Federal Reserve President Says Coronavirus Pandemic Needs an '18-Month Strategy' for Healthcare and Economy

Neel Kashkari, the president of the Federal Reserve Bank of Minneapolis, said that the government should have an "18-month strategy" to respond to the needs of the healthcare sector and the economy amid the coronavirus pandemic, saying he doesn't expect life to return fully to normal until an effective vaccine or therapy is discovered.

Kashkari made the remark during a Sunday interview with CBS News' Face the Nation. He also predicted that the economic recovery from the pandemic would not be swift, while also saying that it's unclear when new unemployment claims will reach a plateau.

"We could have these waves of flare ups, controls, flare ups and controls until we actually get a therapy or a vaccine," the banker said. "I think we should all be focusing on an 18-month strategy for our healthcare system and our economy.

"If it ends up being shorter than that," Kashkari continued, "that's great, [but] we should prepare for the worst-case scenario."

Scientists have said that an effective vaccine would take between 12 and 18 months to produce.

NEWS: @neelkashkari of the @MinneapolisFed doesn’t think there will be a swift economic recovery. pic.twitter.com/AFyHiLxaKq

— Face The Nation (@FaceTheNation) April 12, 2020

The Federal Reserve official expressed skepticism that the economy would be able to start up quickly and easily at any time in the near future. He said that there would likely be "turning back on, maybe turning back off" of the economy in the coming months.

"This could be a long hard road that we have ahead of us until we get to either an effective therapy or vaccine," Kashkari said. "It's hard for me to see a V-shaped recovery under that scenario."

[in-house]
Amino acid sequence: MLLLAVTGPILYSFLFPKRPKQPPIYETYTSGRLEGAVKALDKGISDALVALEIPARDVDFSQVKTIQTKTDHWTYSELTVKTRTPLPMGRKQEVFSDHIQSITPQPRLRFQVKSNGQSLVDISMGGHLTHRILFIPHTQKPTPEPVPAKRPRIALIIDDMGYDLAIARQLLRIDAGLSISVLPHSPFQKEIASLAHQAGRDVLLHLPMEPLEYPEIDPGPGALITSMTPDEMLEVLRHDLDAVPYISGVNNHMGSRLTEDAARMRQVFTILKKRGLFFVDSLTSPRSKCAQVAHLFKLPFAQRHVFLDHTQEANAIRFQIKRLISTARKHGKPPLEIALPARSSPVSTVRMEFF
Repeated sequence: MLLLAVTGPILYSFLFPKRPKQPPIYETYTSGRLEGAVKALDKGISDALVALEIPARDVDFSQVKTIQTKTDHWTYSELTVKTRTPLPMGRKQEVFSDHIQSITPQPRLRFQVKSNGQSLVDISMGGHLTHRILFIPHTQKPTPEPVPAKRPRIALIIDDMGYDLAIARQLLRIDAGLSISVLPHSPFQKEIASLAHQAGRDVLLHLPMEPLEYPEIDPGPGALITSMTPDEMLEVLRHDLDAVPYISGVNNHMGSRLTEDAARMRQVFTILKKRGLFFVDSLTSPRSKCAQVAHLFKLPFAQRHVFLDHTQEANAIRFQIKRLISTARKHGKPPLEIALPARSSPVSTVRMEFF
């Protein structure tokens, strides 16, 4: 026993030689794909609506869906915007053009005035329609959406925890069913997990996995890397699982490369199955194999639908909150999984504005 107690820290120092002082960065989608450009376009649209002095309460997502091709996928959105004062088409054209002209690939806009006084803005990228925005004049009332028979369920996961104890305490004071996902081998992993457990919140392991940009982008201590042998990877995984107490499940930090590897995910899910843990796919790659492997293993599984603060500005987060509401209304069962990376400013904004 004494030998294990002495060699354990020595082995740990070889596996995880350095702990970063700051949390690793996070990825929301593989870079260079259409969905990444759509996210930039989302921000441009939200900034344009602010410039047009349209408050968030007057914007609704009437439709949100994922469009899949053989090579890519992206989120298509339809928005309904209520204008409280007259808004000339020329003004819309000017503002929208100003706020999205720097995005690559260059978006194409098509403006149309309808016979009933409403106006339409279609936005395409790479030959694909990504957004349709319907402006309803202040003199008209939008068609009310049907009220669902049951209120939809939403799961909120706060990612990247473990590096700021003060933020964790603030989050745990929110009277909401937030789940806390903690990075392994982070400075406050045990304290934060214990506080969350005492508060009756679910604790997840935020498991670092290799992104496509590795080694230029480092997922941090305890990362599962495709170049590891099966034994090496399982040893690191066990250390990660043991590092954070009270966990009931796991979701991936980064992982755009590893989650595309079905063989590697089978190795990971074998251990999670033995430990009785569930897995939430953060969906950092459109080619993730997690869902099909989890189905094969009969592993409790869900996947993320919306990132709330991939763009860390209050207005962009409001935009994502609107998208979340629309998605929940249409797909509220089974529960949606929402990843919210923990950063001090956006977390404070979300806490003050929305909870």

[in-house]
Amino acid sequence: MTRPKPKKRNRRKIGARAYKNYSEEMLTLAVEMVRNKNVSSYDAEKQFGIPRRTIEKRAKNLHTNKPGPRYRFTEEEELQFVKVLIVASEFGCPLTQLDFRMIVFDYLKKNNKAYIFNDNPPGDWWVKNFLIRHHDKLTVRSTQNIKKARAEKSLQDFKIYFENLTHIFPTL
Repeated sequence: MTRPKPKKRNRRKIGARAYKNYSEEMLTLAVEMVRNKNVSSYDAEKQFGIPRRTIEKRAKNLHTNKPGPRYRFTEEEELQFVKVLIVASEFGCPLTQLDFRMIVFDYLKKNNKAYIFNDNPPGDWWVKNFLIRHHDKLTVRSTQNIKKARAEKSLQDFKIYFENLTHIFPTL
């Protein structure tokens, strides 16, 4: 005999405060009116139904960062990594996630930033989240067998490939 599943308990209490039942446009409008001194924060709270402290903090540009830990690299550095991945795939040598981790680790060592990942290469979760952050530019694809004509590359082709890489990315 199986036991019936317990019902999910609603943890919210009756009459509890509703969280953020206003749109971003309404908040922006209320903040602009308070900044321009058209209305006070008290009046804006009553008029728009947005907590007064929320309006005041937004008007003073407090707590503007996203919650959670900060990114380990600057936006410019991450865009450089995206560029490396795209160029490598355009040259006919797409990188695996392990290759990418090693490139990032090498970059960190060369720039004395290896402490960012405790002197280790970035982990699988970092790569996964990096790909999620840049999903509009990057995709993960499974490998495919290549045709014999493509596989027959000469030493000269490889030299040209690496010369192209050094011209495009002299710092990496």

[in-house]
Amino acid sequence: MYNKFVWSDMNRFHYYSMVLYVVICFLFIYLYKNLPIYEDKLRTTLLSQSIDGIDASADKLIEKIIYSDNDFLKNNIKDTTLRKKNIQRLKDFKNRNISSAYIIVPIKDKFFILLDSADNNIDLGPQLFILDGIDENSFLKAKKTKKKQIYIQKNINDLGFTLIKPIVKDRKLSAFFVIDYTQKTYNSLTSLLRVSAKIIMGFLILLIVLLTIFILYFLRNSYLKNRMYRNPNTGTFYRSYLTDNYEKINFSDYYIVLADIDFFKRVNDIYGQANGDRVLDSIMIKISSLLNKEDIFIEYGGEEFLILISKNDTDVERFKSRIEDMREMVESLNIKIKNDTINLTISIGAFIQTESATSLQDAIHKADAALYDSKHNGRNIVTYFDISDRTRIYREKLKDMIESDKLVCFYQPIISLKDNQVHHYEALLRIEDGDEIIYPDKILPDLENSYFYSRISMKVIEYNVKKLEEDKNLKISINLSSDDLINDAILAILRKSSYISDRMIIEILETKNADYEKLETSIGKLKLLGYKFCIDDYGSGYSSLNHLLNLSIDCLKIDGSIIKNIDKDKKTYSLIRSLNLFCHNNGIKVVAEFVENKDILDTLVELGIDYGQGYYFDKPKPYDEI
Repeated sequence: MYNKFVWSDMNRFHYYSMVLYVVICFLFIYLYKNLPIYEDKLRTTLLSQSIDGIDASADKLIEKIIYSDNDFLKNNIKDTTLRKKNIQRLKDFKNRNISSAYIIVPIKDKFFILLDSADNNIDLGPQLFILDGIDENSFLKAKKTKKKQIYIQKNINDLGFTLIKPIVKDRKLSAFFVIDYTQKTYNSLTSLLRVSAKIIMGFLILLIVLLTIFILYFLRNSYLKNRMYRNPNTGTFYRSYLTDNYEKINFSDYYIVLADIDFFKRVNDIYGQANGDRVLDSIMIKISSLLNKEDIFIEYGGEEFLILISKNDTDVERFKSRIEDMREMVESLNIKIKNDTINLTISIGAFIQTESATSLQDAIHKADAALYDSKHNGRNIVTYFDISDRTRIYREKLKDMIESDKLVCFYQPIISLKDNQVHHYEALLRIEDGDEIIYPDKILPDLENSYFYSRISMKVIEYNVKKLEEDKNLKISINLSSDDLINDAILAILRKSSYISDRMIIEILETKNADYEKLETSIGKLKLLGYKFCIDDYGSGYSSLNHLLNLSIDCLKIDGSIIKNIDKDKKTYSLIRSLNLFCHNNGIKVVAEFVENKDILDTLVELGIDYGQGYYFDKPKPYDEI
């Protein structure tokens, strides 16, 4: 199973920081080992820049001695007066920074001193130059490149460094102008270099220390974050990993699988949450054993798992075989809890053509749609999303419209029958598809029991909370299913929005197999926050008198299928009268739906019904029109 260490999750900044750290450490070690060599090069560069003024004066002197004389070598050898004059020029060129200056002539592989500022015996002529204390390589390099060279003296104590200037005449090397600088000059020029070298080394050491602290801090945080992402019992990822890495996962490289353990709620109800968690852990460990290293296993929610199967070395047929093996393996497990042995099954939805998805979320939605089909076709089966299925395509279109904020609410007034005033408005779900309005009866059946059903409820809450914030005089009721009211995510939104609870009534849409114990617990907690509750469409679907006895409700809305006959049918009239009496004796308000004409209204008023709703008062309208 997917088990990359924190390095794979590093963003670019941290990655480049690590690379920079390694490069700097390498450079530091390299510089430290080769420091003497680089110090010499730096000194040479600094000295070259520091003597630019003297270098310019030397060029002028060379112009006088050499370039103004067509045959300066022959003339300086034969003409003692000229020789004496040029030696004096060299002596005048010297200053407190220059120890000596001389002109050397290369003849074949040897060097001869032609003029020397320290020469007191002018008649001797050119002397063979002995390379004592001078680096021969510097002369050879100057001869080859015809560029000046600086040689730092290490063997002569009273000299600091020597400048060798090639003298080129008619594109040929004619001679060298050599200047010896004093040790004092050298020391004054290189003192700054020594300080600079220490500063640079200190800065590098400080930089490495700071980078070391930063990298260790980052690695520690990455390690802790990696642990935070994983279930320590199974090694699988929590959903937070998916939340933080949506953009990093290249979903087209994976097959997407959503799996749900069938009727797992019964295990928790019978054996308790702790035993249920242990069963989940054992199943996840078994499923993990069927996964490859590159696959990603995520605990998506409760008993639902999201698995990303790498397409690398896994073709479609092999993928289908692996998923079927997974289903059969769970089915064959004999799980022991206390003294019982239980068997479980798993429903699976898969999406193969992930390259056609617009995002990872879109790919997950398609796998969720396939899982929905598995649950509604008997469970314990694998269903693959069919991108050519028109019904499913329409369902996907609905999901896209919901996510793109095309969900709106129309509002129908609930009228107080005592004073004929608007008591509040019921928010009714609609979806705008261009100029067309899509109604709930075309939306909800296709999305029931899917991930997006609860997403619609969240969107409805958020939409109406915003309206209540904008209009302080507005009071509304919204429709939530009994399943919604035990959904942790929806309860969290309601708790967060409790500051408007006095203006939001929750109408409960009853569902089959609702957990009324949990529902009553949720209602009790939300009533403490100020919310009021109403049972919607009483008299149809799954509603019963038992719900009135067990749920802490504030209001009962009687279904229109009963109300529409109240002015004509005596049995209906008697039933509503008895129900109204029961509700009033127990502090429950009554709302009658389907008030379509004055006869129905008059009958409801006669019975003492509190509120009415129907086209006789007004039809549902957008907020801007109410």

In regards to the growing number of unemployment claims, Kashkari asserted "it's all driven by the virus." He said "we just don't know" how many people will inevitably lose their jobs, pointing out that there are a wide range of estimates.

Some conservative pundits and Republican lawmakers have been questioning the current government strategy of stringent social distancing. They have argued that the economic damage could be greater than the risks of coronavirus. However, health experts and doctors have noted that social distancing measures and shutting down large sectors of the economy are the only way to save hundreds of thousands, and potentially millions, of lives.

"We should stop thinking of the health and economic responses as separate. They are not," former Vice President Joe Biden, the presumptive Democratic presidential nominee, wrote in a New York Times opinion article published on Sunday.

But the stringent social distancing measures, which have shut down restaurants, gyms, bars, stores, schools and events across the country, have led to significant economic fallout. Just in three weeks, the economy has seen record breaking jobless claims, with nearly 17 million Americans having already filed for unemployment insurance.

James Bullard, president of the Federal Reserve Bank of St. Louis, told Bloomberg News in late March that he projected unemployment could reach 30 percent, while GDP could drop by 50 percent. Treasury Secretary Steven Mnuchin had previously warned Republicans that it could rise as high as 20 percent.

Neel Kashkari
Minneapolis Federal Reserve Bank President Neel Kashkari visits Maria Bartiromo's Wall Street at Fox Business Network Studios on October 11 in New York City Roy Rochlin/Getty

As government officials discuss how and when to start reopening the economy, health experts have warned that mitigation steps must be in place to prevent further outbreaks moving forward. Dr. Anthony Fauci, a key member of the White House Coronavirus Task Force and the director of the National Institute of Allergy and Infectious Diseases, said on Sunday that he hoped Americans would be able to safely go to the polls to vote in the November general election. But he cautioned that it's difficult to predict whether a "rebound" of the virus could occur.

As of early Sunday afternoon, over 542,000 people were confirmed to have the coronavirus within the U.S., according to a tracker updated by Johns Hopkins University. Of those, more than 20,000 have died while over 32,000 have already recovered.

Globally, more than 1.8 million people have been infected while over 113,000 have died and over 377,000 have recovered.